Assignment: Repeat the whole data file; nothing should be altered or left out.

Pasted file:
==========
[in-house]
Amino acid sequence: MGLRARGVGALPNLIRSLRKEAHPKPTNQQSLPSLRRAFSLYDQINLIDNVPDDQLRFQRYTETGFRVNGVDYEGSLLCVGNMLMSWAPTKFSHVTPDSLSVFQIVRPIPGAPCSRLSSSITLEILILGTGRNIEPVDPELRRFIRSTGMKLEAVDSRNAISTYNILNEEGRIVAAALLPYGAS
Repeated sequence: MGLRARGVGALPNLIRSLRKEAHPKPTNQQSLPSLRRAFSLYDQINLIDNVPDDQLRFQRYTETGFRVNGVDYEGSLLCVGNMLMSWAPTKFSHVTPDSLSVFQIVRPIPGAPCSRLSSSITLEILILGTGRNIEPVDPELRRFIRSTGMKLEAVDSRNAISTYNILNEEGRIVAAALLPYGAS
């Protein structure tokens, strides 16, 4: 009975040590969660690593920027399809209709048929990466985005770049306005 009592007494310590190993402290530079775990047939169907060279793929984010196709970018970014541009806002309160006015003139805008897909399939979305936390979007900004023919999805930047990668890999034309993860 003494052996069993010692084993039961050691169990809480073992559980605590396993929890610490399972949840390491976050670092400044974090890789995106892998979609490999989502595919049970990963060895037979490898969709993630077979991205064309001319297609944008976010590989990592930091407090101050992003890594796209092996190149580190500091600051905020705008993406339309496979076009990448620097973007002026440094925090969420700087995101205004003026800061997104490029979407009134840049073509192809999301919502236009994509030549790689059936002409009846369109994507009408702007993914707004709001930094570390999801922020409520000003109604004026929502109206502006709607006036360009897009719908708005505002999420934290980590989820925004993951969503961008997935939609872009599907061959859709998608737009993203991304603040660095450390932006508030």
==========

[in-house]
Amino acid sequence: MGLRARGVGALPNLIRSLRKEAHPKPTNQQSLPSLRRAFSLYDQINLIDNVPDDQLRFQRYTETGFRVNGVDYEGSLLCVGNMLMSWAPTKFSHVTPDSLSVFQIVRPIPGAPCSRLSSSITLEILILGTGRNIEPVDPELRRFIRSTGMKLEAVDSRNAISTYNILNEEGRIVAAALLPYGAS
Repeated sequence: MGLRARGVGALPNLIRSLRKEAHPKPTNQQSLPSLRRAFSLYDQINLIDNVPDDQLRFQRYTETGFRVNGVDYEGSLLCVGNMLMSWAPTKFSHVTPDSLSVFQIVRPIPGAPCSRLSSSITLEILILGTGRNIEPVDPELRRFIRSTGMKLEAVDSRNAISTYNILNEEGRIVAAALLPYGAS
């Protein structure tokens, strides 16, 4: 009975040590969660690593920027399809209709048929990466985005770049306005 009592007494310590190993402290530079775990047939169907060279793929984010196709970018970014541009806002309160006015003139805008897909399939979305936390979007900004023919999805930047990668890999034309993860 003494052996069993010692084993039961050691169990809480073992559980605590396993929890610490399972949840390491976050670092400044974090890789995106892998979609490999989502595919049970990963060895037979490898969709993630077979991205064309001319297609944008976010590989990592930091407090101050992003890594796209092996190149580190500091600051905020705008993406339309496979076009990448620097973007002026440094925090969420700087995101205004003026800061997104490029979407009134840049073509192809999301919502236009994509030549790689059936002409009846369109994507009408702007993914707004709001930094570390999801922020409520000003109604004026929502109206502006709607006036360009897009719908708005505002999420934290980590989820925004993951969503961008997935939609872009599907061959859709998608737009993203991304603040660095450390932006508030």